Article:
When Thea Tamborella returns to New Orleans after a 10-year absence, she finds a city gripped by fear. The privileged white socialites of her private-school days pack guns to fancy dinner parties and spend their free time in paramilitary patrols. The black gardeners, maids and cooks who work days in the mansions of the elite Garden District return each evening to housing projects wracked by poverty, drugs and gang violence. The city’s haves and have-nots glare at each other across a yawning racial divide as fear turns to hate and an us-against-them mentality. Wiltz probes to the roots of violence, finding victims on both sides. [Inspired by real events], Glass House gives no easy answers to the complex questions of race relations.
“. . . A clear-eyed, compassionate novel.”—Orlando Sentinel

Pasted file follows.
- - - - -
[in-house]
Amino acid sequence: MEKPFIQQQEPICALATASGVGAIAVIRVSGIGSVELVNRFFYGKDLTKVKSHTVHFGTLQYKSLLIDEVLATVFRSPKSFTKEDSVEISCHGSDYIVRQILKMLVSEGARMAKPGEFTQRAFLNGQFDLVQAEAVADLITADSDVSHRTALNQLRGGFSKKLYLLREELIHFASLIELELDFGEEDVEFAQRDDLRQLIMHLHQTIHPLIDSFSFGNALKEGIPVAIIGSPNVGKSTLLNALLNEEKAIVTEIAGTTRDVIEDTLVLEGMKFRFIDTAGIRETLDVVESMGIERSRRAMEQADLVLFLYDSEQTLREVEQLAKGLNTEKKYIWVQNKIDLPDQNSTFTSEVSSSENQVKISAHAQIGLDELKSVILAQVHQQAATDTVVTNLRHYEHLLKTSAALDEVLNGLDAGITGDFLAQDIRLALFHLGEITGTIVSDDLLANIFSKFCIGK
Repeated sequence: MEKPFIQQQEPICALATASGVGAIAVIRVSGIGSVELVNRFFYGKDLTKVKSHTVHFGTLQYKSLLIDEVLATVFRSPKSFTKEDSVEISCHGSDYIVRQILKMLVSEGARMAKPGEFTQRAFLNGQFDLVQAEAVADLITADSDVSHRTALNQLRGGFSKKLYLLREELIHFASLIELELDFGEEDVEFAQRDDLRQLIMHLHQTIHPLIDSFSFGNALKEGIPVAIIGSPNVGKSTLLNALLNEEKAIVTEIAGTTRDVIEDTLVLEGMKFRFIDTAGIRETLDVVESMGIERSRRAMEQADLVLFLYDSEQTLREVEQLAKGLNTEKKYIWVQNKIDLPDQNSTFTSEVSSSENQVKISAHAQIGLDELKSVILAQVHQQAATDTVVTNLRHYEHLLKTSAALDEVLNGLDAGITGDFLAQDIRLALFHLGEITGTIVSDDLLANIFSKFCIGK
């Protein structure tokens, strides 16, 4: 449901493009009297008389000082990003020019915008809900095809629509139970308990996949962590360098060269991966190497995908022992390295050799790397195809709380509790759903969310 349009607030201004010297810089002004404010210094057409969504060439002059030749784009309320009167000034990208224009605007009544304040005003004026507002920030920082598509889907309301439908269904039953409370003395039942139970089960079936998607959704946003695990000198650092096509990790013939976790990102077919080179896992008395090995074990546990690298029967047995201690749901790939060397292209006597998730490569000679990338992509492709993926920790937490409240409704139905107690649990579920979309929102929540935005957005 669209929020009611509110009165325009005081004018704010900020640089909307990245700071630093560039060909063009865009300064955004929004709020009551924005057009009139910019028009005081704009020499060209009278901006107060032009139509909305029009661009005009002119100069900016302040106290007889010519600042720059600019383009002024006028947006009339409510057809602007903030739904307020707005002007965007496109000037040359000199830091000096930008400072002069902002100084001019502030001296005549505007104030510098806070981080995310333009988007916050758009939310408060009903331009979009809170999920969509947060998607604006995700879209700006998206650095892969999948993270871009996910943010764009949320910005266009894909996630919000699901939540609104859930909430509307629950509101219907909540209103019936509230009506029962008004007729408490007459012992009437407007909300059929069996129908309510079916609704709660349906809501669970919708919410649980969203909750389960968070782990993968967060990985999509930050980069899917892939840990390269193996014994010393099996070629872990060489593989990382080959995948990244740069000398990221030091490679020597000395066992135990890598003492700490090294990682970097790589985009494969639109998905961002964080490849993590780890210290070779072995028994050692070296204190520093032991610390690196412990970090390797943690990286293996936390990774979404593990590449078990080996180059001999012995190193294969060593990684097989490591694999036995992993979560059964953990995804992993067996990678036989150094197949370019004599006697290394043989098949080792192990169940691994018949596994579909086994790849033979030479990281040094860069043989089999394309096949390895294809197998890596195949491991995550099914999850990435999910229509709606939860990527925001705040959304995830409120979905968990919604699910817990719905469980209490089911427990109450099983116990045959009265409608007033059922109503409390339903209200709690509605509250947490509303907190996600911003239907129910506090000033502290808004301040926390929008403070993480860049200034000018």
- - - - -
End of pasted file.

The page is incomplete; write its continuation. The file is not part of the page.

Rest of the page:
“There are no villains here, only fearful and cornered people who flail at the darkness that surrounds them. . . . I have never read a better depiction of the tormented American heart.”—James Lee Burke
“It is the painful and unflinching honesty with which Wiltz confronts the issue of crime that gives her novel its strength and power. . . . A novel that needs to be read on both sides of Convent Street.”—New York Times Book Review
“There’s romance in this book as well, [and] Wiltz’s expertly paced story sustains real entertainment while causing readers to search their hearts for their own hidden versions of Convent Street.”—San Francisco Chronicle
Christine Wiltz , a native resident of New Orleans, is also the author of The Last Madam: A Life in the New Orleans Underworld and three mystery novels featuring Irish Channel detective Neal Rafferty. She coauthored a television documentary about David Duke, Backlash: Race and the American Dream, which aired on PBS.